Rodriguez v. Safe Couriers and Delivery Services, Inc.
MEMORANDUM Order Signed by the Honorable Milton I. Shadur on 6/21/2010:Mailed notice(srn, )
IN THE UNITED STATES DISTRICT COURT FOR THE NORTHERN DISTRICT OF ILLINOIS EASTERN DIVISION LUIS ENRIQUE RODRIGUEZ, etc., Plaintiff, v. SAFE COURIERS AND DELIVERY SERVICES, INC., et al., Defendants. ) ) ) ) ) ) ) ) ) )
09 C 371
MEMORANDUM ORDER This action, brought under Fair Labor Standards Act ("FLSA") §216(b) ("Section 216(b)"), has triggered a motion by plaintiff's counsel "for an order to authorize notice to similarly situated persons pursuant to 29 U.S.C. §216(b)," followed by a response by defense counsel. Because this Court finds defendants' response
wholly unpersuasive, the motion is granted. Essentially defense counsel advances the self-levitating argument that (1) because FLSA applies only to, and permits suits and opt-in participation only by, "employees" and (2) because the people who work for defendants are assertedly independent contractors rather than employees, no Section 216(b) notices to those people are permissible. But that difference of
opinion--employee v. independent contractor--is at the heart of the parties' Article III case or controversy, and defense counsel have no more right to have that subject resolved in their clients' favor on their ipse dixit than plaintiff's counsel would have had to a contrary determination by asking this Court to take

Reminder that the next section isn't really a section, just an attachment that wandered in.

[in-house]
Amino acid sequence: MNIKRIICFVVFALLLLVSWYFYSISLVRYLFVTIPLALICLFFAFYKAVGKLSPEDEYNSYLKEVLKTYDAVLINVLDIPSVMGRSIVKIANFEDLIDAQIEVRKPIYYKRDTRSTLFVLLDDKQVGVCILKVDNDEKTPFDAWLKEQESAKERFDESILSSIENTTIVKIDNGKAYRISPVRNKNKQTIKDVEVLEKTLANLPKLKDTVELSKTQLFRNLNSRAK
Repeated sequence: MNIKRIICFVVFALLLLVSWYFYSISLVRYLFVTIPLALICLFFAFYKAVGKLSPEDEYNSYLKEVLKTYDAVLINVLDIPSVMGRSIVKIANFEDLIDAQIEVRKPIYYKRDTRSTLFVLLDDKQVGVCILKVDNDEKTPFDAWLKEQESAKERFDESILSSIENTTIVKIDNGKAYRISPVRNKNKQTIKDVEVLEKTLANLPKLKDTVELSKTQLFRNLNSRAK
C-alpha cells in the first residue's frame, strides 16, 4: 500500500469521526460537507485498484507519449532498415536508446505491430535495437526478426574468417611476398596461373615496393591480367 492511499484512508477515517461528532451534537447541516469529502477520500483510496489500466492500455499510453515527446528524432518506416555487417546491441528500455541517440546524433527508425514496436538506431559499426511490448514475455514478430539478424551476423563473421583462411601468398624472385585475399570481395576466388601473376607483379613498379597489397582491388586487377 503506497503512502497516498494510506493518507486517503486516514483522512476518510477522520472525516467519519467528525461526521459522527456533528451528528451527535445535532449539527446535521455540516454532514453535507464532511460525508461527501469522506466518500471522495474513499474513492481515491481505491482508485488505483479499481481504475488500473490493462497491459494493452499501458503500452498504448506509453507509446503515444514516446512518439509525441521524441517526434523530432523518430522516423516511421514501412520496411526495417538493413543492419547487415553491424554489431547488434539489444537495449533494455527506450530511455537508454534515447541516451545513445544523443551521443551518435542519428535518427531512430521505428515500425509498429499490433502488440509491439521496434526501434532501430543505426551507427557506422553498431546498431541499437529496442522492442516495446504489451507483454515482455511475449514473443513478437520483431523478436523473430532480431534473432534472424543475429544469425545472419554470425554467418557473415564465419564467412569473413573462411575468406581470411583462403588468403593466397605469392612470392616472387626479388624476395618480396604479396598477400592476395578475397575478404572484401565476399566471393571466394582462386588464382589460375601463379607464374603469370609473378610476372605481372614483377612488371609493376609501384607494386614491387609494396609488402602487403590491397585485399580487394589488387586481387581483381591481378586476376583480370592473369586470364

their word for it.1 This Court declines defense counsel's invitation to deny the current motion, just as it declines counsel's surprising invitation to accept Justice Scalia's dissent in Hoffmann-La Roche, Inc. v. Sperling, 493 U.S. 165, 176-77 (1989) as establishing the law of the land regarding Article III. Finally,
this action has previously been set for a June 25, 2010 status hearing, and that date will be retained as the occasion to discuss the future course of this litigation.
________________________________________ Milton I. Shadur Senior United States District Judge Date: June 21, 2010
It should be plain that this Court is not now subscribing to either side's characterization of the persons rendering courier service under defendants' auspices--that determination remains for the future. 2
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